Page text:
Plans for a planer

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Handheld planers are very useful if you have the need. Apparently, I’ve never had the need. Till now, that is.

I’ve owned two planers for years. Actually, three – I had another that I gave to my dad 20 years ago. I know how to use a planer and even wrote an article on them once, for which I had to test several models and put them through their paces. But I’ve never, even once, used a planer because I had a task that required one.

For the kinds of jobs they do, I’ve never needed more than a hand plane and so the two I own – one cordless, the other corded – pretty much sit on the shelf. But yesterday I was upgrading a storage area in our home and was hanging 4x8 sheets of wallboard to enclose the framing and noticed that one of the studs was badly twisted.

That’s really an understatement, as that stud looked more like a propeller than a 2x4. The twist was so bad that a 4x8 sheet wouldn’t sit flat against it: The high edges of the twisted stud stuck out easily 1/4" to 3/8" beyond the rest of the framing. To level that stud to make a nice, flat contact with the wallboard I started leveling with a hand plane. But planing vertically is difficult for me, and it was clear I’d need to remove a lot of stock to true up the surface of that 2x4.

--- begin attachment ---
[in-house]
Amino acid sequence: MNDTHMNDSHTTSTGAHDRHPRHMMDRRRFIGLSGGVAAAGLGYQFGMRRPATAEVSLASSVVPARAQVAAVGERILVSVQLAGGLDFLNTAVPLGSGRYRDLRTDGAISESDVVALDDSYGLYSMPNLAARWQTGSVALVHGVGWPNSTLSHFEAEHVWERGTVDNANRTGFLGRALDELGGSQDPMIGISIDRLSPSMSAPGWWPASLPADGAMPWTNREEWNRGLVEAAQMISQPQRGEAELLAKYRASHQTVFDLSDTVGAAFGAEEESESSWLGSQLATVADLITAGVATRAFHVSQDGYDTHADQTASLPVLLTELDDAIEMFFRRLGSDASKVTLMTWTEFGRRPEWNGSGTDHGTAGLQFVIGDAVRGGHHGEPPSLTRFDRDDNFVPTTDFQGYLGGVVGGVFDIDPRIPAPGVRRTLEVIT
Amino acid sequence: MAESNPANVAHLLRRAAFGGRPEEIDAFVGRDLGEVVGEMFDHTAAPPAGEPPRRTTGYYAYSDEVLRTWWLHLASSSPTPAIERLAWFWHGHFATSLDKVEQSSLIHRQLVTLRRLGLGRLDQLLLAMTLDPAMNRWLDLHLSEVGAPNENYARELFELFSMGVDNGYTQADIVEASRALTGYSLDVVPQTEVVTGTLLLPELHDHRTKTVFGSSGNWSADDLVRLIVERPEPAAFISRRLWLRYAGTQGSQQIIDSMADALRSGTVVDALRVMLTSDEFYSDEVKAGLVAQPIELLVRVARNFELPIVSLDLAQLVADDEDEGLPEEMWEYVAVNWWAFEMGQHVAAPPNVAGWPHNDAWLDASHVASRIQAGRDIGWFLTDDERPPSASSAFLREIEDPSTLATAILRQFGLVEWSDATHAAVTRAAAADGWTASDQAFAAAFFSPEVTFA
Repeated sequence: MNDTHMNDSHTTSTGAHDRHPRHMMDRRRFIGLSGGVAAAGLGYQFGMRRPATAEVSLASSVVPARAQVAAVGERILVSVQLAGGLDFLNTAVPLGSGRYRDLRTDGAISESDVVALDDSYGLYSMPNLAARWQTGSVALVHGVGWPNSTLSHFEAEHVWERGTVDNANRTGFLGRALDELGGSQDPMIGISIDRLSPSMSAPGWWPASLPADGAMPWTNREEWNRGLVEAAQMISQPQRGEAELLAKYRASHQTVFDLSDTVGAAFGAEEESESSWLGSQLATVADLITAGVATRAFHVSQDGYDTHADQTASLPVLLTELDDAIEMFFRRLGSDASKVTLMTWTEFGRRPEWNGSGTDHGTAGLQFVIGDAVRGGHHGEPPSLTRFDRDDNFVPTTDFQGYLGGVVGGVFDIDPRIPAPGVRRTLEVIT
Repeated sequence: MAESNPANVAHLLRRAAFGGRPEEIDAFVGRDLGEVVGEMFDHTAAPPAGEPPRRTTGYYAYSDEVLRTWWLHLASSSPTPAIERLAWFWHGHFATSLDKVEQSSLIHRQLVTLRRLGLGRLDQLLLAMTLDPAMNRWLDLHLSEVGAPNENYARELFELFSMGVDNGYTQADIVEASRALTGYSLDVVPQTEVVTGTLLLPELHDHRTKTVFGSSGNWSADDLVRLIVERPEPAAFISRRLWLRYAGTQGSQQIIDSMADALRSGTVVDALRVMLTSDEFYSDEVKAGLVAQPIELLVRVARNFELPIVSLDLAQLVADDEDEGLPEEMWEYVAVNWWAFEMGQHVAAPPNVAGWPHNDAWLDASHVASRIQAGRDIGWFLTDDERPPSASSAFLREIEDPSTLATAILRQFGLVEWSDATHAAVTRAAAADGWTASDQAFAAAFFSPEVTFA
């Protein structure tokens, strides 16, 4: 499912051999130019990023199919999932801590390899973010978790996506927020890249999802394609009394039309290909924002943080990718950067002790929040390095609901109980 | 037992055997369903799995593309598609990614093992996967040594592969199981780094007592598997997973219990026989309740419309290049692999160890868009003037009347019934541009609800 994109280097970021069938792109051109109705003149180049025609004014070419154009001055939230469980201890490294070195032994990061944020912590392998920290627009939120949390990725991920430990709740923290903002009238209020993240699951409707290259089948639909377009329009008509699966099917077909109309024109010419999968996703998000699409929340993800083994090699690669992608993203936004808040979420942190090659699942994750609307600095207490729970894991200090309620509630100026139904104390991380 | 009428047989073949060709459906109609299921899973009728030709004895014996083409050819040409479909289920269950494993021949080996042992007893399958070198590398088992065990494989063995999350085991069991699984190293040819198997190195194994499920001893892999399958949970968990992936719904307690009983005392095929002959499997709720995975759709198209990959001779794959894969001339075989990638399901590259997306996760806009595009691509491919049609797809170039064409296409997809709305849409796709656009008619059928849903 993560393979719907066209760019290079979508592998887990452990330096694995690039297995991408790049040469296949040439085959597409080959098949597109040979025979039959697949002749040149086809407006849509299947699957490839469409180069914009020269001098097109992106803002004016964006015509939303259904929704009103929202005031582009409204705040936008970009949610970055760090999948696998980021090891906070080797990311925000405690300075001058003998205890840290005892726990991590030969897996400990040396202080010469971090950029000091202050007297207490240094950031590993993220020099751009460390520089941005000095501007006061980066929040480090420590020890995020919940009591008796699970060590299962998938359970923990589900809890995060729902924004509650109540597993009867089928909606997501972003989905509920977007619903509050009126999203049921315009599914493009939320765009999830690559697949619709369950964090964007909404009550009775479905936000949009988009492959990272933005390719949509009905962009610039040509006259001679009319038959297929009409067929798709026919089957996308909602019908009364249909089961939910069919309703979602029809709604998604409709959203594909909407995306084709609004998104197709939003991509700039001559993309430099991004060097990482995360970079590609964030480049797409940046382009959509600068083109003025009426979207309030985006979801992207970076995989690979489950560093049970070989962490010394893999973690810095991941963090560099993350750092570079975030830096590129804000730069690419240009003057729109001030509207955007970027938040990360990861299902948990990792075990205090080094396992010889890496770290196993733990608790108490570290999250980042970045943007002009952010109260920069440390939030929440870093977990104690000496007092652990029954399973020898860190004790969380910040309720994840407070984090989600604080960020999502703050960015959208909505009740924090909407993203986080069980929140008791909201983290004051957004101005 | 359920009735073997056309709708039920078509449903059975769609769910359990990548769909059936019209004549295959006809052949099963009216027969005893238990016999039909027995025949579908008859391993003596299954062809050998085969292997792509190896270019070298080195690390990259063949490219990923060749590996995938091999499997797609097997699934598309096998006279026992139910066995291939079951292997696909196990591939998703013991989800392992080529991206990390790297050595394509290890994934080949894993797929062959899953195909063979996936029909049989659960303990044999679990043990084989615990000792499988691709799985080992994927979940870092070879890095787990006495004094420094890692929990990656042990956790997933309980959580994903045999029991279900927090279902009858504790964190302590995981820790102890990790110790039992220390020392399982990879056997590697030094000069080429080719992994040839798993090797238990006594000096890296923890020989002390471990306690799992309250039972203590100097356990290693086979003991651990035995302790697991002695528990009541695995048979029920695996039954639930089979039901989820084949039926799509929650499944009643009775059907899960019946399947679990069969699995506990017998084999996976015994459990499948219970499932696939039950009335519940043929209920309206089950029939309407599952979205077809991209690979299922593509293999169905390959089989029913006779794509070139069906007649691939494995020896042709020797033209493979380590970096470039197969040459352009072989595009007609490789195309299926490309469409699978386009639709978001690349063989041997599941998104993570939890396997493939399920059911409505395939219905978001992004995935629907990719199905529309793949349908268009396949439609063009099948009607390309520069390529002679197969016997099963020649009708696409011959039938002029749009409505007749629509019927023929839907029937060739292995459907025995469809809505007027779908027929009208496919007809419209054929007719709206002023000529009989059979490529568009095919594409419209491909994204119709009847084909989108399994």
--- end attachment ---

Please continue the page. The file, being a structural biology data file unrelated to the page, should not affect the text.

So, I grabbed one of those planers, blew off the dust and went to town on that stud. In about two minutes I had a nice, flat surface and could get back to hanging wallboard. It’s amazing that I could go so long without ever using one, but now that I have, I think I might find other jobs for these wonderful little power tools.

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